On April 6, 2022, the EU Parliament approved the text of the EU regulation on information accompanying transfers of funds and certain crypto-assets.
The authors felt that the previous European Commission package of proposals to improve the Union’s AML/CFT rules could use further strengthening to reflect the specific characteristics of crypto-assets better. In attempts to improve the Transfer of Funds Regulation to help protect EU citizens from crime and terrorism, this draft puts forth the following key proposals:
- Removing exemptions based on the value of the transfer.
- Applying Travel Rule to transfers from/to un-hosted wallets, when involving a VASP or other obliged entity
- Know your transaction - VASPs should also be expected to obtain information on the source and destination of crypto-assets involved in a transfer.
- Counterparty due diligence and protection of personal information - VASPs should assess the Counterparty VASP’s data protection policies and decide whether to send their customer’s PII (pre-transaction.)
- The European Banking Authority (EBA) to maintain a public register of non-compliant crypto-asset service providers.
- Decoupling this current recast proposal from the AML package and linking it to the existing Anti-money laundering directive (AMLD) framework to speed adoption.
The approved text will still be subject to negotiations between the EU Parliament, Council and European Commission, which may prompt changes to the proposed wording.
We’ve summarized our key highlights below.
1. Transmission of Travel Rule information is required for all blockchain transactions, regardless of the amount.
A limited scope of data can be transmitted if the transaction is below EUR 1000 and the transacting VASPs are within the European Union.
Notabene’s comment: The decision to not differentiate the requirements applicable to transactions below and above EUR 1,000 facilitates the operationalization of the Travel Rule for VASPs. Monitoring whether the threshold is being circumvented by breaking down one transaction into several can be a cumbersome task that is avoided with the introduction of this provision. However, an approach that requires a broader scope of information to be transmitted above EUR 1,000 and a limited scope below that threshold may strike a better balance between AML/CTF objectives and data protection goals. Additionally, VASPs may consider it more cumbersome to carry out Travel Rule obligations under EUR 1000, given perceived resource intensity.
2. Travel Rule information does not need to be shared if the Originator VASP considers the Counterparty VASP not to apply suitable data protection measures.
An exception applies if, according to the assessment of the Originator VASP considering the criteria proposed by the EBA, the Counterparty VASP is deemed not to apply suitable data protection measures. The Travel Rule information does not need to be shared in these cases. However, VASPs shall apply alternative risk mitigation measures according to guidance issued by the EBA.
Notabene’s comment: This brings forth and centers data protection guidelines into the Travel Rule. Some questions remain around the appropriate alternative measures to be taken by a VASP and whether they should allow transactions of funds with said Counterparty VASP, but these could be clarified through the EBA guidelines mandated under Article 14.4b, which is a new instrument that we welcome!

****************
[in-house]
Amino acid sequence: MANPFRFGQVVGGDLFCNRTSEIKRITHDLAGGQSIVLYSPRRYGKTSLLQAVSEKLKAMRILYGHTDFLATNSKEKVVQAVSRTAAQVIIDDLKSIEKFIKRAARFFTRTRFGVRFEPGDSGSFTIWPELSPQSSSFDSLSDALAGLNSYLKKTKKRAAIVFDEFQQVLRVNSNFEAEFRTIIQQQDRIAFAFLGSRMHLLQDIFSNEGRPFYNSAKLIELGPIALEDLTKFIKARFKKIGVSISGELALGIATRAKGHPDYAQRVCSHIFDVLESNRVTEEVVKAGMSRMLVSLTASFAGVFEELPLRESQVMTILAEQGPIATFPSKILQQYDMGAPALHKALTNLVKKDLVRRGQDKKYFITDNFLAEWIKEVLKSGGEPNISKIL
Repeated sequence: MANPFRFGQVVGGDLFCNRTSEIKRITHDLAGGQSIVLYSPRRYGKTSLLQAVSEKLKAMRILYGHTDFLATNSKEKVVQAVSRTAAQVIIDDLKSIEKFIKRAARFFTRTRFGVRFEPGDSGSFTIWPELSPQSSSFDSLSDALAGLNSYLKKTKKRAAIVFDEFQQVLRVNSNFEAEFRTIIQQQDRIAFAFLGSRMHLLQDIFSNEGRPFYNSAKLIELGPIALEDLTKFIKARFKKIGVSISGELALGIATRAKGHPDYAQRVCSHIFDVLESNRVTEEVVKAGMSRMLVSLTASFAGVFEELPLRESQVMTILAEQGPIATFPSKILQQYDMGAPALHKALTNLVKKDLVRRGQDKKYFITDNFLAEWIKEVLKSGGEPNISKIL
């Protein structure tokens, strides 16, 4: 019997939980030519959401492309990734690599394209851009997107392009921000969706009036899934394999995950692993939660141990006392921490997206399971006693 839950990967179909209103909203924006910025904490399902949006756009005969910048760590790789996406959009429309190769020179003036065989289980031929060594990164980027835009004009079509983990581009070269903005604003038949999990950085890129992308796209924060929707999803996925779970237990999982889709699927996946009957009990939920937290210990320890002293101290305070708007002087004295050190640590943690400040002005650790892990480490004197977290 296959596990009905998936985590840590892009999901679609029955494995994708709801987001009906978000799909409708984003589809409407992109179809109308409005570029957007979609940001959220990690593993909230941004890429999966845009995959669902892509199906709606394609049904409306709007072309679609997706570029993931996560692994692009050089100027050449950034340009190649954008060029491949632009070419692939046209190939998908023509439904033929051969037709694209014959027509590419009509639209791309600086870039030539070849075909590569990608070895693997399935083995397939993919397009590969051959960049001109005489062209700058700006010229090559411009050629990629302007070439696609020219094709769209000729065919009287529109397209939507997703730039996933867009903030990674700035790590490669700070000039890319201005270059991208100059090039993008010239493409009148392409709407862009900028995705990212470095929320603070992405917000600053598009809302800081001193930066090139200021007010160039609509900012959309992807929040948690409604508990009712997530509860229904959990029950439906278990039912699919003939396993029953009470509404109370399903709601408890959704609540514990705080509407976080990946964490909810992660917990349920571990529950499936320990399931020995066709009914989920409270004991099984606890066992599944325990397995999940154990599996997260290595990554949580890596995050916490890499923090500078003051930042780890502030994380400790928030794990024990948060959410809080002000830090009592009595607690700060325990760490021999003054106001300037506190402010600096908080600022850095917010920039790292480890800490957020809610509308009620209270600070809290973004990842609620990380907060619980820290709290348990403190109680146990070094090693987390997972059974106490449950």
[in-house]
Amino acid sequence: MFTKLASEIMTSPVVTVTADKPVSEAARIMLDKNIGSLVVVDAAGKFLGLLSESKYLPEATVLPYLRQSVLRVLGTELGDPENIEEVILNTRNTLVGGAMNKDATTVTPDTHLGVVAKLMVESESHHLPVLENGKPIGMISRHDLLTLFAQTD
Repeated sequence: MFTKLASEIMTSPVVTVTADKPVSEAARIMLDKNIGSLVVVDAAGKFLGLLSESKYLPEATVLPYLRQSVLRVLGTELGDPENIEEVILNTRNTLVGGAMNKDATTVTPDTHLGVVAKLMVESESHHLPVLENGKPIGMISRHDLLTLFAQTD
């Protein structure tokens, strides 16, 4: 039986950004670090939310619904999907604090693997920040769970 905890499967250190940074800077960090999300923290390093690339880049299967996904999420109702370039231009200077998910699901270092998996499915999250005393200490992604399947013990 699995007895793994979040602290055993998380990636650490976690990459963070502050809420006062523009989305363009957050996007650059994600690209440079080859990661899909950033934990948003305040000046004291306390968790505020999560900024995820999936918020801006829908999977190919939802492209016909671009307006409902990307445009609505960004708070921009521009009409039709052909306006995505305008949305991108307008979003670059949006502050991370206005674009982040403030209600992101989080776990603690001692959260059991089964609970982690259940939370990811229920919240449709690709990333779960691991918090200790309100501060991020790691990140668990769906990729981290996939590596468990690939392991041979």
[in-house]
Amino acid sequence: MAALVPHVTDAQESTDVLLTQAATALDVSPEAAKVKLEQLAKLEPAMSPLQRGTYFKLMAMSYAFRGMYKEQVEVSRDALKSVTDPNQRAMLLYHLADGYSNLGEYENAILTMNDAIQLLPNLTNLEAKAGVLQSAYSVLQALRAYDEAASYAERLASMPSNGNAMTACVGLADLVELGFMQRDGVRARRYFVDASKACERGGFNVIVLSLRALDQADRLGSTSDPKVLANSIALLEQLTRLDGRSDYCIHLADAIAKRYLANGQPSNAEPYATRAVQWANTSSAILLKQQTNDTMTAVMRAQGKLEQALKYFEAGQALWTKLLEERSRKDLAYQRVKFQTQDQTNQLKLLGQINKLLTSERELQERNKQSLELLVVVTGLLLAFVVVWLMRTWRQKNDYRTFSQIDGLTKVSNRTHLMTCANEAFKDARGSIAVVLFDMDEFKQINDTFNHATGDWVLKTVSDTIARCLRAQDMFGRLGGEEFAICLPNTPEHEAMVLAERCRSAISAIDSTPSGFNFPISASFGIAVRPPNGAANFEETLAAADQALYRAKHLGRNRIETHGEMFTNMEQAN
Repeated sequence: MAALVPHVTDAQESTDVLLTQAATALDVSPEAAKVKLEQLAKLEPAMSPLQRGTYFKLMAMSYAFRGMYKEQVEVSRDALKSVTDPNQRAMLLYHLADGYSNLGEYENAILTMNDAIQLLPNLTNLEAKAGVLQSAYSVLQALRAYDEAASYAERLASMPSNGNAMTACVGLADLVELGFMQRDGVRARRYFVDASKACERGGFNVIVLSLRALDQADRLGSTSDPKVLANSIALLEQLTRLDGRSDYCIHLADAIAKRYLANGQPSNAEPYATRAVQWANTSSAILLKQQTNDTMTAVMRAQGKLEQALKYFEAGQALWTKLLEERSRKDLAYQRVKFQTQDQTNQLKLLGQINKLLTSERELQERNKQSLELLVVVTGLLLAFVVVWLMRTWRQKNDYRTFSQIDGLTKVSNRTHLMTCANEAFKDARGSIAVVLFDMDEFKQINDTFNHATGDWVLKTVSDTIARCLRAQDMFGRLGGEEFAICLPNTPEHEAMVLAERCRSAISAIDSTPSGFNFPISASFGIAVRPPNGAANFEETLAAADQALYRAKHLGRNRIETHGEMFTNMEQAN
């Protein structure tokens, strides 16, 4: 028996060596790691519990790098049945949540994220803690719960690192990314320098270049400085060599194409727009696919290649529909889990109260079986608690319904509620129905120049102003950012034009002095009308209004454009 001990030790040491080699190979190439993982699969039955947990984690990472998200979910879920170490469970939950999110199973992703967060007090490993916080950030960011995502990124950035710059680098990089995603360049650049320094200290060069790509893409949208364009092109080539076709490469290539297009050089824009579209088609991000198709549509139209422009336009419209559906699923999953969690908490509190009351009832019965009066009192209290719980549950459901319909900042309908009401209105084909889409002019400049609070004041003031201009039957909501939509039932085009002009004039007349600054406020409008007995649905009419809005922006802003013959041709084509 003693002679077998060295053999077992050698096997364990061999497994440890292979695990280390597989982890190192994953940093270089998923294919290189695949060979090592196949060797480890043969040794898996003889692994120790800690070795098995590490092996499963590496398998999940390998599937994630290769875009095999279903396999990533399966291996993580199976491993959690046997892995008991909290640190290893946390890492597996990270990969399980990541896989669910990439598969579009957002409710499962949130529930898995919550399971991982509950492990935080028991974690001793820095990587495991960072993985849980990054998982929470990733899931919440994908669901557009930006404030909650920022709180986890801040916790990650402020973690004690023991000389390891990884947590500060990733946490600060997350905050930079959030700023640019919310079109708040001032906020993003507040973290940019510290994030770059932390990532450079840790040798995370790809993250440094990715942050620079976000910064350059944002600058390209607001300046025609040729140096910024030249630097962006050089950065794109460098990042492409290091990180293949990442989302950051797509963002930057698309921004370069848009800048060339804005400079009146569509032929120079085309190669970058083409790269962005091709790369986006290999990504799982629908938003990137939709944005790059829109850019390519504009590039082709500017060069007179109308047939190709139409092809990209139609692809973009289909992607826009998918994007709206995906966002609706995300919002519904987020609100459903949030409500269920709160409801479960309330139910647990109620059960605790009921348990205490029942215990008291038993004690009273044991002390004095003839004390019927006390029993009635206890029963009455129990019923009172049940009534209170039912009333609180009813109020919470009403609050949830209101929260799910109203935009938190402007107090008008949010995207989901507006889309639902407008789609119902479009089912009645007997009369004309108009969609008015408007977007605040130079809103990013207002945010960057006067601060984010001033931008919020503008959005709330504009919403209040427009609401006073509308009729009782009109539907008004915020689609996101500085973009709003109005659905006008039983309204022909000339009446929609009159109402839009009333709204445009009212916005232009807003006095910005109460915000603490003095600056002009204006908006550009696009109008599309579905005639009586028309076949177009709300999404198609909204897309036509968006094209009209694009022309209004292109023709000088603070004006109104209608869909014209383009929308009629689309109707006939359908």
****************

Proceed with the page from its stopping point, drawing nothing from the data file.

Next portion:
3. VASPs must screen the Originator and Beneficiary customers against relevant sanction lists before allowing the transaction to go through.
Notabene’s comment: Travel Rule is an excellent way for crypto companies to identify and potentially block transactions to sanctioned parties. However, a high rate of false positives is expected when screening counterparties of a transaction. In this context, we welcome the acknowledgment in Article 14/6a that VASPs can rely on their counterparties for this process. By delegating sanction screening to the VASP that has a better resolution on the identity of the end customer at issue, this process becomes more effective, and false positives can be settled with more confidence.
4. When conducting transactions with unhosted wallets, VASPs are required to verify the identity of the respective beneficial owner.
Notabene comment: If the proposed provision is adopted as is, at least in the short/medium term, we foresee that this requirement will push VASPs to only allow first-party transfers to or from unhosted wallets (i.e., transfers to and from the wallets of their own customers). This is already the trend in jurisdictions like Singapore. With this, the third-party identity verification requirement is easily circumvented: the customer can transfer funds to their own wallet and subsequently to the third-party wallet. This will create a blindspot that backfires on the regulatory goals: the VASP will have less visibility on the transactions between their customers and unhosted wallets controlled by third parties.
5. VASPs are obliged to report incoming transactions from unhosted wallets above EUR 1000 to competent authorities.
Notabene’s comment: This obligation assumes transactions with unhosted wallets inherently carry more risks. We believe that end-user privacy should be considered, especially as this threshold is inconsistent with reporting guidelines above 10K EUR. Additionally, this requirement would flood competent authorities with notifications of transactions that are mostly legitimate, making it difficult to leverage the cooperation with authorities for actually detecting and preventing illicit activity. An approach that requires VASP to make their own risk assessment and resort to competent authorities when suspicious activity is detected makes for a more efficient system and is more in line with data privacy protection goals.
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